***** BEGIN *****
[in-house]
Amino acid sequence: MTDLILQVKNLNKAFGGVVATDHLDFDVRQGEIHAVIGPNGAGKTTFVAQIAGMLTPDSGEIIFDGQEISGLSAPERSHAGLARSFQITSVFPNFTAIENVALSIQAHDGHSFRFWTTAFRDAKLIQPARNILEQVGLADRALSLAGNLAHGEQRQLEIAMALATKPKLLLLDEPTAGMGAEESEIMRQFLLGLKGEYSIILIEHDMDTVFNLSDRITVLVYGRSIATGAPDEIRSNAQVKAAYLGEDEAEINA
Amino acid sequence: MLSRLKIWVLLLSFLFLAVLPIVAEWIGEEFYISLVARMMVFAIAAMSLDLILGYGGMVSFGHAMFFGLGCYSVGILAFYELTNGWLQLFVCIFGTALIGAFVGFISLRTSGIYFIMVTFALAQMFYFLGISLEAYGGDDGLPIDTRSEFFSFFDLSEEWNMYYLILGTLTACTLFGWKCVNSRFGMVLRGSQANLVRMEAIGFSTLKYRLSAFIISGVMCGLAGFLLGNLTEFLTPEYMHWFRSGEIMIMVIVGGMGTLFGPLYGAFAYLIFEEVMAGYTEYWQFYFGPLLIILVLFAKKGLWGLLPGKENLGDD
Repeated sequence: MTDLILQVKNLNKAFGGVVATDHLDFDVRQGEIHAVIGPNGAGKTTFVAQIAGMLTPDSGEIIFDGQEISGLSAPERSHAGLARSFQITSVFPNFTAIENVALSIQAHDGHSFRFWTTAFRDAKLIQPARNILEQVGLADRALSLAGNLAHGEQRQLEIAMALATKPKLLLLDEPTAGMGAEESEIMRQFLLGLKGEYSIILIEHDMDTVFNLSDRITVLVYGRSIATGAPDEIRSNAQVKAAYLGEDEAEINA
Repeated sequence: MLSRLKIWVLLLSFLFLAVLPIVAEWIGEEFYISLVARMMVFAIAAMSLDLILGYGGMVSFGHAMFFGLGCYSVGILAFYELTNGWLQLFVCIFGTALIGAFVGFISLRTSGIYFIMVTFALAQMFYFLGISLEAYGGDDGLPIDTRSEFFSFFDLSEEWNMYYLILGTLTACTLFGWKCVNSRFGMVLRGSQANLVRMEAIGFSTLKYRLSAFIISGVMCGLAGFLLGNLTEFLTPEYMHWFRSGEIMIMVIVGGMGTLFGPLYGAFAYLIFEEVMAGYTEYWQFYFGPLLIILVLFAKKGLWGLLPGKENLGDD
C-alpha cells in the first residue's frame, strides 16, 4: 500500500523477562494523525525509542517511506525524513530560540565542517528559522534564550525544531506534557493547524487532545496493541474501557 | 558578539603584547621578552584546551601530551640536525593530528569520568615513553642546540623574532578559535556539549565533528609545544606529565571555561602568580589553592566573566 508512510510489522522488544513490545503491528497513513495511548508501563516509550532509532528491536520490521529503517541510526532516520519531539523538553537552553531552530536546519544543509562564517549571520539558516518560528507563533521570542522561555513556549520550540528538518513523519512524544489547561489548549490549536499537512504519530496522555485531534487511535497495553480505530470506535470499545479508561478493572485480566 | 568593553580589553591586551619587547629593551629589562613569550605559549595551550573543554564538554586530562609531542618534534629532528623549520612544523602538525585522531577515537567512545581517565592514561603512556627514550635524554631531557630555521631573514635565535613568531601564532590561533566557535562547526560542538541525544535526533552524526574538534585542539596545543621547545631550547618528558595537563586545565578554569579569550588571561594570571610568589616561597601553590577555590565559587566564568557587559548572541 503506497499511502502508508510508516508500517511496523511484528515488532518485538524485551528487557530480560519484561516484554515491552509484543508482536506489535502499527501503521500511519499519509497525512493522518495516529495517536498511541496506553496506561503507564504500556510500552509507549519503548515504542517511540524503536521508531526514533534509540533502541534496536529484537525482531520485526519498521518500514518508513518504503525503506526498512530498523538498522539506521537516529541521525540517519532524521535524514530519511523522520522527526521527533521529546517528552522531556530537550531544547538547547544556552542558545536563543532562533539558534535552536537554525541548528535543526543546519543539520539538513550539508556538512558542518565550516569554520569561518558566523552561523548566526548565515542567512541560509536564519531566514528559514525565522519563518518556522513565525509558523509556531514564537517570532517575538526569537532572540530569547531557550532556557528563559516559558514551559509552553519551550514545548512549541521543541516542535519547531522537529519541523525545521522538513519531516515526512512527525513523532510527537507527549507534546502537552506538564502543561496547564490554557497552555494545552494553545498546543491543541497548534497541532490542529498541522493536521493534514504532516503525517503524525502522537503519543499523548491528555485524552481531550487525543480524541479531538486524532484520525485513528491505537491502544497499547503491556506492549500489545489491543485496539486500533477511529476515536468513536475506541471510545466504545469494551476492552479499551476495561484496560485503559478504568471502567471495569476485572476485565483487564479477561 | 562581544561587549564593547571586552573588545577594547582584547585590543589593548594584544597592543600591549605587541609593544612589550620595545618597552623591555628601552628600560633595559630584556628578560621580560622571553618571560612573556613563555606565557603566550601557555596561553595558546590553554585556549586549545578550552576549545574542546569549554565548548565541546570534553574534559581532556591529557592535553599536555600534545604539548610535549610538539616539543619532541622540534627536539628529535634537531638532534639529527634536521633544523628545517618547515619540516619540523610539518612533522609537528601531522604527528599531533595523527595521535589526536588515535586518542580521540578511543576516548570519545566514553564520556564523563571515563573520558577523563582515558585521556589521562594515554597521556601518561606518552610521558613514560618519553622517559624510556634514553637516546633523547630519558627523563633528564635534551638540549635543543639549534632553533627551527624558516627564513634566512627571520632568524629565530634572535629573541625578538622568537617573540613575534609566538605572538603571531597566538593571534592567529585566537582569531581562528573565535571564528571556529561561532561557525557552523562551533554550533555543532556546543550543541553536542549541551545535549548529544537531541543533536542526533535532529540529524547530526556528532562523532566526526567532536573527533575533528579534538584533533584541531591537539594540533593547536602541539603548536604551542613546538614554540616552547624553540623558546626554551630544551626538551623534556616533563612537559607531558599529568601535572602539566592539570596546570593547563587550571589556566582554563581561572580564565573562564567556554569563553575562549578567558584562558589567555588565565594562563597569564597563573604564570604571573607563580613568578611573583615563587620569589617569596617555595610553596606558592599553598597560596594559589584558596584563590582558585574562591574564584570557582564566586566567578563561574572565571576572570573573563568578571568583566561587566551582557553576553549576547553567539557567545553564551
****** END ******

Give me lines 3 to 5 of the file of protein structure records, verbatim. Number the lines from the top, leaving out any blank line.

Amino acid sequence: MLSRLKIWVLLLSFLFLAVLPIVAEWIGEEFYISLVARMMVFAIAAMSLDLILGYGGMVSFGHAMFFGLGCYSVGILAFYELTNGWLQLFVCIFGTALIGAFVGFISLRTSGIYFIMVTFALAQMFYFLGISLEAYGGDDGLPIDTRSEFFSFFDLSEEWNMYYLILGTLTACTLFGWKCVNSRFGMVLRGSQANLVRMEAIGFSTLKYRLSAFIISGVMCGLAGFLLGNLTEFLTPEYMHWFRSGEIMIMVIVGGMGTLFGPLYGAFAYLIFEEVMAGYTEYWQFYFGPLLIILVLFAKKGLWGLLPGKENLGDD
Repeated sequence: MTDLILQVKNLNKAFGGVVATDHLDFDVRQGEIHAVIGPNGAGKTTFVAQIAGMLTPDSGEIIFDGQEISGLSAPERSHAGLARSFQITSVFPNFTAIENVALSIQAHDGHSFRFWTTAFRDAKLIQPARNILEQVGLADRALSLAGNLAHGEQRQLEIAMALATKPKLLLLDEPTAGMGAEESEIMRQFLLGLKGEYSIILIEHDMDTVFNLSDRITVLVYGRSIATGAPDEIRSNAQVKAAYLGEDEAEINA
Repeated sequence: MLSRLKIWVLLLSFLFLAVLPIVAEWIGEEFYISLVARMMVFAIAAMSLDLILGYGGMVSFGHAMFFGLGCYSVGILAFYELTNGWLQLFVCIFGTALIGAFVGFISLRTSGIYFIMVTFALAQMFYFLGISLEAYGGDDGLPIDTRSEFFSFFDLSEEWNMYYLILGTLTACTLFGWKCVNSRFGMVLRGSQANLVRMEAIGFSTLKYRLSAFIISGVMCGLAGFLLGNLTEFLTPEYMHWFRSGEIMIMVIVGGMGTLFGPLYGAFAYLIFEEVMAGYTEYWQFYFGPLLIILVLFAKKGLWGLLPGKENLGDD